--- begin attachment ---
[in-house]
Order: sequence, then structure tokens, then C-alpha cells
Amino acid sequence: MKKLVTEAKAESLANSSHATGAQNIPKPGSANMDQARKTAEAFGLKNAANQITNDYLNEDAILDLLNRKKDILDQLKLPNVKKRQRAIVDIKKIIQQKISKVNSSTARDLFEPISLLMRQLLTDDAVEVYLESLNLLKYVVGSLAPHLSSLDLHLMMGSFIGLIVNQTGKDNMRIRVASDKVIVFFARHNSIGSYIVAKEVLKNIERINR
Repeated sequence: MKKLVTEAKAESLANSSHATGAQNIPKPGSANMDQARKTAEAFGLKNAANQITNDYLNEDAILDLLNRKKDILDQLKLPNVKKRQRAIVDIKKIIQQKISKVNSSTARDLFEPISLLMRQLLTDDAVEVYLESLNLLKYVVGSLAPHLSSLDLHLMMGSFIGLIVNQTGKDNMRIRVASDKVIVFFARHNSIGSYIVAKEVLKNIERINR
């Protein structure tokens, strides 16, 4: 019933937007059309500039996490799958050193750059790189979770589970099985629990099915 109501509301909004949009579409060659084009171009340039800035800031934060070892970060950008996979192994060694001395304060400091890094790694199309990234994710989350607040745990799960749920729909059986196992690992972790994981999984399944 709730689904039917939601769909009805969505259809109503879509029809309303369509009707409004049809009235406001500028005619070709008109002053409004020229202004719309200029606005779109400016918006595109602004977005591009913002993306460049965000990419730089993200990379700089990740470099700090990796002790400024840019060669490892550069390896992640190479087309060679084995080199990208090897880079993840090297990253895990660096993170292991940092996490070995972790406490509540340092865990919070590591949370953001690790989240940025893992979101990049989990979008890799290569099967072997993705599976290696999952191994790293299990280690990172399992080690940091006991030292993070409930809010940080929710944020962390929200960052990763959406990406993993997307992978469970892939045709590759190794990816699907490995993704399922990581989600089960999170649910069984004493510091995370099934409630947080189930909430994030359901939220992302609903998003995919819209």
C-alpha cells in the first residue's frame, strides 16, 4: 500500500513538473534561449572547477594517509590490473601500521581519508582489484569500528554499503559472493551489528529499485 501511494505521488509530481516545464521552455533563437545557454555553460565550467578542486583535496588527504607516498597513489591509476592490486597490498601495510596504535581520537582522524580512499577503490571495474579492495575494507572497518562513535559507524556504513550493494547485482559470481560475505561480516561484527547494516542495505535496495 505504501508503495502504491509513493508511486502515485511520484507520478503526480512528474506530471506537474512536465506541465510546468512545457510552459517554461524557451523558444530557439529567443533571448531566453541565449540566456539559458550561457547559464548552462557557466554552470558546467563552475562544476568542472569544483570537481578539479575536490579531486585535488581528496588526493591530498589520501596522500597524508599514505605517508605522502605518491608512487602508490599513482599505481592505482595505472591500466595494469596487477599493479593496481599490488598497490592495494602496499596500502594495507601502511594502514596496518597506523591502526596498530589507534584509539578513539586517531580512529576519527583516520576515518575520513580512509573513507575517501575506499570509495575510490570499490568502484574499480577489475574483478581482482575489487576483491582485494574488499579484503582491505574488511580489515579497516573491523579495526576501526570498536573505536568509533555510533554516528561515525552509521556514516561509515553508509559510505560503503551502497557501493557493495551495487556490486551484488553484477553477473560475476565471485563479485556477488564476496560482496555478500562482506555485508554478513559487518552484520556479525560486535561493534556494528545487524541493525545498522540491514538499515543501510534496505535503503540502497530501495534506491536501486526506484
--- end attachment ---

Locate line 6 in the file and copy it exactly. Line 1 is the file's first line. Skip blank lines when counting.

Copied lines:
C-alpha cells in the first residue's frame, strides 16, 4: 500500500513538473534561449572547477594517509590490473601500521581519508582489484569500528554499503559472493551489528529499485 501511494505521488509530481516545464521552455533563437545557454555553460565550467578542486583535496588527504607516498597513489591509476592490486597490498601495510596504535581520537582522524580512499577503490571495474579492495575494507572497518562513535559507524556504513550493494547485482559470481560475505561480516561484527547494516542495505535496495 505504501508503495502504491509513493508511486502515485511520484507520478503526480512528474506530471506537474512536465506541465510546468512545457510552459517554461524557451523558444530557439529567443533571448531566453541565449540566456539559458550561457547559464548552462557557466554552470558546467563552475562544476568542472569544483570537481578539479575536490579531486585535488581528496588526493591530498589520501596522500597524508599514505605517508605522502605518491608512487602508490599513482599505481592505482595505472591500466595494469596487477599493479593496481599490488598497490592495494602496499596500502594495507601502511594502514596496518597506523591502526596498530589507534584509539578513539586517531580512529576519527583516520576515518575520513580512509573513507575517501575506499570509495575510490570499490568502484574499480577489475574483478581482482575489487576483491582485494574488499579484503582491505574488511580489515579497516573491523579495526576501526570498536573505536568509533555510533554516528561515525552509521556514516561509515553508509559510505560503503551502497557501493557493495551495487556490486551484488553484477553477473560475476565471485563479485556477488564476496560482496555478500562482506555485508554478513559487518552484520556479525560486535561493534556494528545487524541493525545498522540491514538499515543501510534496505535503503540502497530501495534506491536501486526506484